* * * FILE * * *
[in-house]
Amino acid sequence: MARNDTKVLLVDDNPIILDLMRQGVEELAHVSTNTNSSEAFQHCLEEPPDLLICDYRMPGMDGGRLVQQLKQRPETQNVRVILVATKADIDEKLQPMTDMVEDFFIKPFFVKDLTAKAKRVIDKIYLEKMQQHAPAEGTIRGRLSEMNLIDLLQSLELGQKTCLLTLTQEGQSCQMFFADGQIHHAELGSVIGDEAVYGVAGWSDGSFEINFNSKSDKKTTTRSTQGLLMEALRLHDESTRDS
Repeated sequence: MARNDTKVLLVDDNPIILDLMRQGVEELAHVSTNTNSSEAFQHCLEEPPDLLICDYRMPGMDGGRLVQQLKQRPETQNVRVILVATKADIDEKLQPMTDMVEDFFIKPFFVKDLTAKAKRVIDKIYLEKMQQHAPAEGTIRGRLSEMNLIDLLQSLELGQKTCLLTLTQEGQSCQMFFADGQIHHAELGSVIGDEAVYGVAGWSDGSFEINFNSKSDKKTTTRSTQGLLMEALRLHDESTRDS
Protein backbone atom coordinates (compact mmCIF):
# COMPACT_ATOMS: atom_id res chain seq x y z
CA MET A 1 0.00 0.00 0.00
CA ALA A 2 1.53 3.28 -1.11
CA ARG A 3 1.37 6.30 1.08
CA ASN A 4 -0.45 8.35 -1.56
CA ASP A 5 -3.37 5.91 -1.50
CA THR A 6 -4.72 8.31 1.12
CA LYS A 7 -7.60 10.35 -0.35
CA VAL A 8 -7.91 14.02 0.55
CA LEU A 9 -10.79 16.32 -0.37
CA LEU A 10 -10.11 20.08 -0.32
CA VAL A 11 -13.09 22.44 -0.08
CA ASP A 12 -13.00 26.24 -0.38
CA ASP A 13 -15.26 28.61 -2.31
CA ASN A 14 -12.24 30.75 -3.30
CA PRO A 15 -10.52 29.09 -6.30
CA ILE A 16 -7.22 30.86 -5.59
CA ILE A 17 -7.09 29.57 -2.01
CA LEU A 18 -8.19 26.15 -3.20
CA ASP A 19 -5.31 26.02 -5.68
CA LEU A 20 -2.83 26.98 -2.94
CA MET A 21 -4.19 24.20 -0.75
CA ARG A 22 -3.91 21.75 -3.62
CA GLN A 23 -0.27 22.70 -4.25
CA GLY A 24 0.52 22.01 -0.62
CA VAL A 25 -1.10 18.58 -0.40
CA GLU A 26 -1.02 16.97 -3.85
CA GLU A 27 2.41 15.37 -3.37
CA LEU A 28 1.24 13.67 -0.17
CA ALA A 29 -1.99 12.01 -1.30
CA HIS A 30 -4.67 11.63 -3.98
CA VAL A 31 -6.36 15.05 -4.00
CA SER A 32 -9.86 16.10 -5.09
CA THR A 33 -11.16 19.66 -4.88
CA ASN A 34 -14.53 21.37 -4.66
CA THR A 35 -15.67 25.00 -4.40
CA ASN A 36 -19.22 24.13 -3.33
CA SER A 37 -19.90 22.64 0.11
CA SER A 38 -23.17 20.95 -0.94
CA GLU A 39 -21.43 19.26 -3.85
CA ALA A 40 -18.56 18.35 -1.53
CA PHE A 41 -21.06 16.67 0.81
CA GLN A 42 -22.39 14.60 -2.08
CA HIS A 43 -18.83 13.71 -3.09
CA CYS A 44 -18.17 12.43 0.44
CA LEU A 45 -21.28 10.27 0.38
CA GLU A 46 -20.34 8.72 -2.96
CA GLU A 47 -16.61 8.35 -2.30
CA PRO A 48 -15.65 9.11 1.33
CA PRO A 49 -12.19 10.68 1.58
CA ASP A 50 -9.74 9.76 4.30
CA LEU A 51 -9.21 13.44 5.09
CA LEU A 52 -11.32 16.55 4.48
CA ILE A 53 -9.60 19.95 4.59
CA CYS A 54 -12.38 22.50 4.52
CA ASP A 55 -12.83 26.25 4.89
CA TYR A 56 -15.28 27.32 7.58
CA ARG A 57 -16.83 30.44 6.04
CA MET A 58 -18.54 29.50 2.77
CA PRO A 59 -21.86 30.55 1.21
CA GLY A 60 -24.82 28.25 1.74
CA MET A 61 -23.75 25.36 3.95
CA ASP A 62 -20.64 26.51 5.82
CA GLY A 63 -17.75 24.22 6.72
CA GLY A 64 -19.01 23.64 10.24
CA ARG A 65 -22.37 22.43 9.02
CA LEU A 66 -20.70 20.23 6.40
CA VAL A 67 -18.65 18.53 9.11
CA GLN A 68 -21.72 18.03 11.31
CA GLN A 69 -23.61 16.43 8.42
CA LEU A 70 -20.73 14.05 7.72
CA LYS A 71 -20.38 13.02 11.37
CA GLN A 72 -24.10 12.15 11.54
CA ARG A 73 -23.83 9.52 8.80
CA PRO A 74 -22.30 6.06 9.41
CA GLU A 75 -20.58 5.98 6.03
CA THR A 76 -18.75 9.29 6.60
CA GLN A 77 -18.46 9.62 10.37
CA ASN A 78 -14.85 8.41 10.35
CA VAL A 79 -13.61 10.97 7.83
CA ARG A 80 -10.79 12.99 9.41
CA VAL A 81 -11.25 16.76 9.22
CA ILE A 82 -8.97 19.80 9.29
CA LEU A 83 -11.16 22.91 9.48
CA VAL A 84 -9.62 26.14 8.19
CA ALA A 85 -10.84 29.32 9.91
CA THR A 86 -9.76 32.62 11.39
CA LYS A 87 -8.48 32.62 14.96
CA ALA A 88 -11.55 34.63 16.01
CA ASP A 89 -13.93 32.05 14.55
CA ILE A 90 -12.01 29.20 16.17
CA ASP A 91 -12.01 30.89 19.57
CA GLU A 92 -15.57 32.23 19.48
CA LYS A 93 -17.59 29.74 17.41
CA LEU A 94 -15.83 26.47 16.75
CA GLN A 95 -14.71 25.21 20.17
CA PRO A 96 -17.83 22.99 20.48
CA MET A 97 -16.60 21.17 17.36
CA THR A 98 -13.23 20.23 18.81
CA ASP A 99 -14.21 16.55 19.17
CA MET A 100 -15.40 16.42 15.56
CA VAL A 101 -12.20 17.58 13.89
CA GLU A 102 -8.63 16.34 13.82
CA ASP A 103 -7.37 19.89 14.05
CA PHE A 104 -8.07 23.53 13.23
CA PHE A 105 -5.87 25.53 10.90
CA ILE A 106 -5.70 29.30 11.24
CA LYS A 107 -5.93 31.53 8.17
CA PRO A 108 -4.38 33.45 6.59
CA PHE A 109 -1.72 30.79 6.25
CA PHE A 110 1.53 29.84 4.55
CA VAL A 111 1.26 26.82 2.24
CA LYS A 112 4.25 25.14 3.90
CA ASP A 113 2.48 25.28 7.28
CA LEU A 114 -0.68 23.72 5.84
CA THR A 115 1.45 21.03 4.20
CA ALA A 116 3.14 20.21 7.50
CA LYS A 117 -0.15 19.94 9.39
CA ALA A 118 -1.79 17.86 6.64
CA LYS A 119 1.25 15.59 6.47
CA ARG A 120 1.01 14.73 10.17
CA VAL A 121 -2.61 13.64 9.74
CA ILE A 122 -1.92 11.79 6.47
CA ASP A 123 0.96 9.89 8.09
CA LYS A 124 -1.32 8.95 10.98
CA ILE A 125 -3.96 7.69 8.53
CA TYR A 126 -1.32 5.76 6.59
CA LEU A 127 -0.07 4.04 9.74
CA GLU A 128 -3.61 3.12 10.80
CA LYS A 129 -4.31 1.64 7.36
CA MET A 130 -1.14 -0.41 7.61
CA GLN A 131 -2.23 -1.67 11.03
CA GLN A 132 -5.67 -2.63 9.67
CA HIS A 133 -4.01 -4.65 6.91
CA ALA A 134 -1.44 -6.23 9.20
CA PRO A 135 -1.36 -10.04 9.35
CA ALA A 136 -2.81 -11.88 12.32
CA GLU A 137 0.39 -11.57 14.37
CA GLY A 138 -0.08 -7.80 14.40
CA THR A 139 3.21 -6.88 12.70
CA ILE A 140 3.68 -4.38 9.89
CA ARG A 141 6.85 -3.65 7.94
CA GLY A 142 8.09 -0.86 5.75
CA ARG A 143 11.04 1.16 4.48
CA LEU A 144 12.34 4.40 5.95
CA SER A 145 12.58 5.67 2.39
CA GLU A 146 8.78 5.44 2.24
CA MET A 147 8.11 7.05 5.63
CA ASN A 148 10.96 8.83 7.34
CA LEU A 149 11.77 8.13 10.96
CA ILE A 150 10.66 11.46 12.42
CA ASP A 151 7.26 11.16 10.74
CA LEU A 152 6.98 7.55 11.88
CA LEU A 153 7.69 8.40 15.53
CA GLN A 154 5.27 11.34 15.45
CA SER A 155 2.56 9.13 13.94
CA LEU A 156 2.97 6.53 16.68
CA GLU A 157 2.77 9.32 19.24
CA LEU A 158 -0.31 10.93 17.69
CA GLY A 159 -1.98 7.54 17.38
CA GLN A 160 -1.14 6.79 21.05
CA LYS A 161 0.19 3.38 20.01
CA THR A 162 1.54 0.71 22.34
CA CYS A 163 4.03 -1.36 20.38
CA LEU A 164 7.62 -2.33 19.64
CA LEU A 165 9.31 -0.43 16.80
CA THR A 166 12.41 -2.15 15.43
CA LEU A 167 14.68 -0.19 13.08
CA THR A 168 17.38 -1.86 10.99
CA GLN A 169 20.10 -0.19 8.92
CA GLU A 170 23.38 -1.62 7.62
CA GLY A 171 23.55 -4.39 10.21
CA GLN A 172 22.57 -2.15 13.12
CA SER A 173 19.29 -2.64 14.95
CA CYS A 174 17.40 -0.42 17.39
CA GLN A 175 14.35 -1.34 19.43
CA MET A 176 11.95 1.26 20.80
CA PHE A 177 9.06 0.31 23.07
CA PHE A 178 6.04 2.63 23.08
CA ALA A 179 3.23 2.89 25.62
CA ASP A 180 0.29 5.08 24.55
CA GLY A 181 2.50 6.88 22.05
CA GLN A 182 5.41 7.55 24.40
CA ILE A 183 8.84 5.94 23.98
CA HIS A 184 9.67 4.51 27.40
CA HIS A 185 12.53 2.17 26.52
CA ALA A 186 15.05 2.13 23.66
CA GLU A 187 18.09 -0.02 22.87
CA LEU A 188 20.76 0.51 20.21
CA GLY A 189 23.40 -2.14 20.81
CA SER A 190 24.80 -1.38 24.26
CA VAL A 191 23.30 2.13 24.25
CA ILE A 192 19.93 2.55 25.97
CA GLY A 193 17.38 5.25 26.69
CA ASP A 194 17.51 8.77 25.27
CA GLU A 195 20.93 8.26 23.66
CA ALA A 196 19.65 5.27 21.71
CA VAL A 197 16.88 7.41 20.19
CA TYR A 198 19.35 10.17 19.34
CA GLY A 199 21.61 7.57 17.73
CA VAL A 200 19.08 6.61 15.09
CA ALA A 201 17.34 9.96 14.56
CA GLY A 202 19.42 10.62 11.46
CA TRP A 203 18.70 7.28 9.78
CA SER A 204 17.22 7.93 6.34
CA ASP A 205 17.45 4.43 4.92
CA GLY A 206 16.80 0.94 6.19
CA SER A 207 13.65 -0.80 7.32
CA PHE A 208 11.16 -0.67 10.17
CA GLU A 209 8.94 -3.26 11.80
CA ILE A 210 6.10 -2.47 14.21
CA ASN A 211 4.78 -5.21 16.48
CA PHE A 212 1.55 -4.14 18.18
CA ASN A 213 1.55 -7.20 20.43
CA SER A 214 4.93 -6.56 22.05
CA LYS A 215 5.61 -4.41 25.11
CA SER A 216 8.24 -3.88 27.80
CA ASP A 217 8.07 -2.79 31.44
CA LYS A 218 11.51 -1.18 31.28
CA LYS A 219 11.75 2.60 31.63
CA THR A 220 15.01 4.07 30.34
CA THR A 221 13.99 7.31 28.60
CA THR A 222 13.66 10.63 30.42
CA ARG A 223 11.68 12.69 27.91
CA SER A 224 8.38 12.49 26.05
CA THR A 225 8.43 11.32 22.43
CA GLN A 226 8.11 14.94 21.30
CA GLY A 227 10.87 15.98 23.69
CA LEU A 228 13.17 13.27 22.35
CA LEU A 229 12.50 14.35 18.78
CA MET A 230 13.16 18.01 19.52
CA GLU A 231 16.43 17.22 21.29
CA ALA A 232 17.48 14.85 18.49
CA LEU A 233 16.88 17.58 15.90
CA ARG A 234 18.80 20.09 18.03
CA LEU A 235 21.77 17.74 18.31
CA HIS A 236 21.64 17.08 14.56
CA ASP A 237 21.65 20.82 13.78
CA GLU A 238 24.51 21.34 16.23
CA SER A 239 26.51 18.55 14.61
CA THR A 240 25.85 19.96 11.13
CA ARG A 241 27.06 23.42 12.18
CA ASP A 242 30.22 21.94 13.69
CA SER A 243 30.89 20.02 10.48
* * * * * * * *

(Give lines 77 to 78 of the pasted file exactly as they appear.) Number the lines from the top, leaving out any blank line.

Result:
CA GLN A 72 -24.10 12.15 11.54
CA ARG A 73 -23.83 9.52 8.80